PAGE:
• Issue #124
    No image available

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  • Vol. 3 #30
    Los 4 Fantasticos (Spanish 1977-1980 Mundi Comics/Ediciones Vertice - 3rd Series) Fantastic Four Vol. 3 #30

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    Full color Spanish language reprint of Fantastic Four (1961 1st Series) #53 (partial)-55. Stan Lee story, Jack Kirby/Joe Sinnott art. Cover by R. Lopez Espi (variant of FF#1). 7 1/2-in. x 10 1/2-in., 40 pages, full color. NOTE: #53 (Partial 2nd app Black Panther; 1st app Klaw, T'Chaka, & vibranium).

  • Issue #3
    Macabro (Italian 1980-1981 Edifumetto) 3

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    Italian language horror digest featuring comic strip story and art. "Incubo Dal Baule". Softcover squarebound, 5-in. x 7-in., 116 pages, black and white. Mature Readers.

  • Issue #213
    Mad (1955 Magazine #24 On) 213

    Cover by Jack Davis. Stories and art by Don Martin, Al Jaffee, Tom Koch, Dick DeBartolo, Paul Peter Porges, Stan Hart, Larry Siegel, Don (Duck) Edwing, Harry North, Esq., Bob Clarke, Paul Coker Jr., Angelo Torres, George Woodbridge, Jack Rickard, Jack Davis, Dave Berg, and Sergio Aragones. Spoofs of the James Bond film Moonraker and the second Rocky movie, featuring art by Angelo Torres. Don Martin's version of Dracula. Phone books of Medieval times. Mad's takes on burglars, education, and show-offs. Classic Don Martin strips, Lighter Side strips by Dave Berg, and Marginals by Sergio Aragones. Moneyraker; Sure-Fire Burglar Deterrents; Don Martin Looks at Dracula; Mad's Religion Promoter of the Year; Still More Yellow Pages Through History - His Majesty's Medieval Telephone Company; A Mad Look at The Silent Thinking Audience; A Mad Look at the Changing Tools of Education; The Lighter Side of Competition; Mad Medals to be Presented to Deserving Working People; What Is a Show Off?; Surplus Items We Can Sell to the Arabs; Rockhead II; Fold-In. 8.5-in. x 11-in., 48 pages, B&W. Cover price $0.75.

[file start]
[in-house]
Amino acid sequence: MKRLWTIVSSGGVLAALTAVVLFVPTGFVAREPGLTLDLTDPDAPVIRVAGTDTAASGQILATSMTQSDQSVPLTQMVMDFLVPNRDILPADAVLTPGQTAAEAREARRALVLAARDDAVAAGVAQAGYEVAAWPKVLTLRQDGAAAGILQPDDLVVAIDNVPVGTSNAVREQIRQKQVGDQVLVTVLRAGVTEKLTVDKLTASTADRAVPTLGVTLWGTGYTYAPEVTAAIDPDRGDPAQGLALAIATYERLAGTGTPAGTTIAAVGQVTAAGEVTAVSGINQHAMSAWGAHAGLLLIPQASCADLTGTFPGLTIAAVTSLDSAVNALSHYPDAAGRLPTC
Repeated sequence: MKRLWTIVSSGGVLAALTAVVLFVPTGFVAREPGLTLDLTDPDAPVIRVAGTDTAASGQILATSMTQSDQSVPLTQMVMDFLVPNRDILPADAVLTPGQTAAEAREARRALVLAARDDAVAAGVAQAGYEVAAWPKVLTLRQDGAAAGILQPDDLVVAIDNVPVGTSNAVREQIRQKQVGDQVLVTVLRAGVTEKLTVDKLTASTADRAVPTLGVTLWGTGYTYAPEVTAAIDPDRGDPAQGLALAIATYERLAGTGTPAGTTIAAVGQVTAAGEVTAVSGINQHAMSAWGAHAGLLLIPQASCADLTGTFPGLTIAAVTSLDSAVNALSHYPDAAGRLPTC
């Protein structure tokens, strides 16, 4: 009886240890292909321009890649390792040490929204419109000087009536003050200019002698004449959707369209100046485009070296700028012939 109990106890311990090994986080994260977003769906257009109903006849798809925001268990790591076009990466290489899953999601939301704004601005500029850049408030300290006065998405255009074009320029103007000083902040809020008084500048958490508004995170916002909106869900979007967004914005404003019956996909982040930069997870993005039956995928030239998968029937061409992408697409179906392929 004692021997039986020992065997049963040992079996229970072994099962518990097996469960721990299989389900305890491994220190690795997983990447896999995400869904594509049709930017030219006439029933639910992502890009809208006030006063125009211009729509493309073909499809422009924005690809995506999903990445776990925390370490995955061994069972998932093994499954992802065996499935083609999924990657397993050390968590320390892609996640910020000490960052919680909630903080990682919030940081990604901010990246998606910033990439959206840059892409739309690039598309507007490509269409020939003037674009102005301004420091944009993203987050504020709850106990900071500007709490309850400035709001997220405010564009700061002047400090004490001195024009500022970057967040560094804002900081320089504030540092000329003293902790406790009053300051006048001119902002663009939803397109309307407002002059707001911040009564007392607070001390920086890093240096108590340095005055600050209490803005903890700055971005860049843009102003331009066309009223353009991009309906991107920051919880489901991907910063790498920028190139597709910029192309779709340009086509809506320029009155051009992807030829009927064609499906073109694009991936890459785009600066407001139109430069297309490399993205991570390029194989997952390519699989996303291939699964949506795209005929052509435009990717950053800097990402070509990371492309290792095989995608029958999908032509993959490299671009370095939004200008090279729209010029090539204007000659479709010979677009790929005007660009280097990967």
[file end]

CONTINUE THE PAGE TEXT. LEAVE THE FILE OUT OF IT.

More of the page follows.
• Issue #215
    No image available

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  • Issue #30
    Mad Special (1970 Super Special) 30

    "Lover's Story," art by Mort Drucker; In a parody of the film "Love Story," a rich college boy romances an ethnic girl below his social station in spite of pressure from his parents, and then she dies--beautifully. "At A Matinee," script and art by Don Martin; A man speaks up when he can't see the movie because of what he thinks are two lovers making out in front of him at the theater. "Hollywood Surplus Sale," script by Earle Doud, art by George Woodbridge; Humorous uses for movie props. "Airplot," script by Larry Siegel, art by Mort Drucker; Parody of the movie Airplane. "The $ound of Money," script by Stan Hart, art by Mort Drucker; Parody of the movie The Sound of Music. "Balmy and Clod," script by Larry Siegel, art by Mort Drucker; Parody of the movie Bonnie and Clyde. "The Mad Drive-In Movie Primer," script by Larry Siegel, art by George Woodbridge; 10 lessons on going to a drive-in movie. "The Poopside Down Adventure," script by Dick DeBartolo, art by Mort Drucker; Parody of the movie "The Poseidon Adventure." "New Movie Monsters from the Medical World," script by E. Nelson Bridwell, art by Jack Rickard; Monster Movie style posters based on things that happen in the Medical profession. "Put On," script by Larry Siegel, art by Mort Drucker; Parody of the movie Patton. "What's the Connection?", script by Dick DeBartolo, art by Mort Drucker; In a parody of the film "The French Connection," a racist, violent narcotics detective tries to arrest the members of a drug-smuggling ring. "A Mad Guide to TV Late Show Cliché Movie Props," script by Paul Peter Porges, art by Angelo Torres. "Botch Casually and the Somedunce Kid," script by Arnie Kogen, art by Mort Drucker; Parody of the movie Butch Cassidy and the Sundance Kid. "A Mad Look at Movie Monsters," script and art by Sergio Aragonés. "201: A Space Idiocy," script by Dick DeBartolo, art by Mort Drucker; Parody of the movie 2001 A Space Odyssey. 120 pgs., B&W. Cover price $1.25.

  • Vol. 58 #3
    Magazine of Fantasy and Science Fiction (1949-Present Mercury Publications) Vol. 58 #3

    Volume 58, Issue 3 - March, 1980. Cover by Barclay Shaw. Fantasy and science fiction stories by Hilbert Schenck, Keith Roberts, Many Wade Wellman, Tom Godwin, Ron Goulart, Charles L. Grant, David Lubkin, Robert F. Young and Lee Killough. Science article by Isaac Asimov. 5-in. x 7-in., 162 pages, Text (with B&W illustrations). Cover price $1.50.